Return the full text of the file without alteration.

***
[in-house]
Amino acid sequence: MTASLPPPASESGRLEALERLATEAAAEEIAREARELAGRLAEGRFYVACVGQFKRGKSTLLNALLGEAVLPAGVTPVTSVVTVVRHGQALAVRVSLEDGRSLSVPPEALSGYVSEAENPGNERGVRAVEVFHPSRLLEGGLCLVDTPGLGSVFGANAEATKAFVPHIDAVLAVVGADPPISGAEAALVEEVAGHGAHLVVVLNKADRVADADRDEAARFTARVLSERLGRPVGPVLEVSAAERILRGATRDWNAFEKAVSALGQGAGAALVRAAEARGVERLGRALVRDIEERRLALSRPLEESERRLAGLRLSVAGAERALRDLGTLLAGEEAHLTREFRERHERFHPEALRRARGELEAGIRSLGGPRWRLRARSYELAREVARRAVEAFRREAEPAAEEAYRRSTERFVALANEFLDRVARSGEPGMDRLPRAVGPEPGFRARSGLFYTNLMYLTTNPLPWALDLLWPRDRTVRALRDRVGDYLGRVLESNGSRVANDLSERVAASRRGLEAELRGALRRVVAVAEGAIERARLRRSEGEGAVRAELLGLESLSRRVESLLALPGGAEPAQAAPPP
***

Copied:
[in-house]
Amino acid sequence: MTASLPPPASESGRLEALERLATEAAAEEIAREARELAGRLAEGRFYVACVGQFKRGKSTLLNALLGEAVLPAGVTPVTSVVTVVRHGQALAVRVSLEDGRSLSVPPEALSGYVSEAENPGNERGVRAVEVFHPSRLLEGGLCLVDTPGLGSVFGANAEATKAFVPHIDAVLAVVGADPPISGAEAALVEEVAGHGAHLVVVLNKADRVADADRDEAARFTARVLSERLGRPVGPVLEVSAAERILRGATRDWNAFEKAVSALGQGAGAALVRAAEARGVERLGRALVRDIEERRLALSRPLEESERRLAGLRLSVAGAERALRDLGTLLAGEEAHLTREFRERHERFHPEALRRARGELEAGIRSLGGPRWRLRARSYELAREVARRAVEAFRREAEPAAEEAYRRSTERFVALANEFLDRVARSGEPGMDRLPRAVGPEPGFRARSGLFYTNLMYLTTNPLPWALDLLWPRDRTVRALRDRVGDYLGRVLESNGSRVANDLSERVAASRRGLEAELRGALRRVVAVAEGAIERARLRRSEGEGAVRAELLGLESLSRRVESLLALPGGAEPAQAAPPP